• Sage Webb

Two Sides of the Adventure Coin

So this weekend, I’m looking forward to taking our Caliber 40 LRC sailboat from its berth in one of Clear Lake’s harbors (a brackish lake between Houston and Galveston that feeds into Galveston Bay) to Offatts Bayou off Galveston Island: sailing, July 4, anchoring out and enjoying the quiet of “carefree timelessness” on the water, and . . . working. Working a lot. (My husband and I live in a marina off Clear Lake on our Caliber sailboat and I make a living doing legal and commercial writing. He works a “conventional” job. We’ve both lived on sailboats on our own. I’ve also RV’ed. We like the world of small, minimal, and mobile.)




Everywhere one turns, great magazines, online resources, and YouTube productions reveal the highlights of “livin’ the dream,” of basking in beautiful places through “less-conventional” lifestyle choices. (I happen to like Latitudes & Attitudes.) Many of these outlets often share ideas for making money on the road/water. What may not be so terribly obvious amidst the pictures of sunsets and sundowners, though, is the sometimes grindingly hard work involved in freelancing, taking work when it comes in (on its own erratic schedule), and facing unyielding deadlines if one is trying to write for money. Most of what I do involves punishing deadlines (again, much of what I do involves legal and commercial writing; I also write for magazines and other publications and write books; legal work does not allow for breathing room with deadlines). I’m extremely lucky to be able to make a living this way, but the “freedom” I have doesn’t come without a toll. (Late, late nights; boom-and-bust workloads; juggling multiple, very different projects all at once.)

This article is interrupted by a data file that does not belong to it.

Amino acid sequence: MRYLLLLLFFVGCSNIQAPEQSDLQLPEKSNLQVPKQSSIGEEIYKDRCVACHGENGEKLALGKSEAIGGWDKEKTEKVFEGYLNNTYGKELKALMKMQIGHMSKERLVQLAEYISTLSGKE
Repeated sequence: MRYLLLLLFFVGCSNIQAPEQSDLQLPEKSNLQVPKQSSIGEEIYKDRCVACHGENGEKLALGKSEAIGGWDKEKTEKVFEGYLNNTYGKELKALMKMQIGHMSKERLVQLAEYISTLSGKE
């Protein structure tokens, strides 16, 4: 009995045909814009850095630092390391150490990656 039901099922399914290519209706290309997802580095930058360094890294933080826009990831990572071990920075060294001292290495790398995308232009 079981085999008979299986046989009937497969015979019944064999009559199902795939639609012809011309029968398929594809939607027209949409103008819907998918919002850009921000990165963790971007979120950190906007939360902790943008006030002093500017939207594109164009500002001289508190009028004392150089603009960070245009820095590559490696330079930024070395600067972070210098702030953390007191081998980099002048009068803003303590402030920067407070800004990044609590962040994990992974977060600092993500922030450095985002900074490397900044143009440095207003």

I chose this topic for my first post here only to ground things: it’s easy to talk adventure, but every adventure comes at a price, whether that price is less financial security or juggling tough freelance workloads or being far from loved ones and sometimes feeling lonely or facing tough breakdowns and frustrating circumstances. . . . It’s not all pretty pics on social media. That’s all I mean. We want to keep it real here.




But even as I grind out a project this weekend, I’ll be so grateful for the Gulf Coast view, the rocking of a “ship” at anchor, and the joy of sharing tiny golden moments with a great guy and a loyal dog (the cat being on sabbatical)! Whatever the work cost, taking a dinghy to the coffee shop, strolling Galveston's seawall, and calling a boat home are pretty hard to beat.

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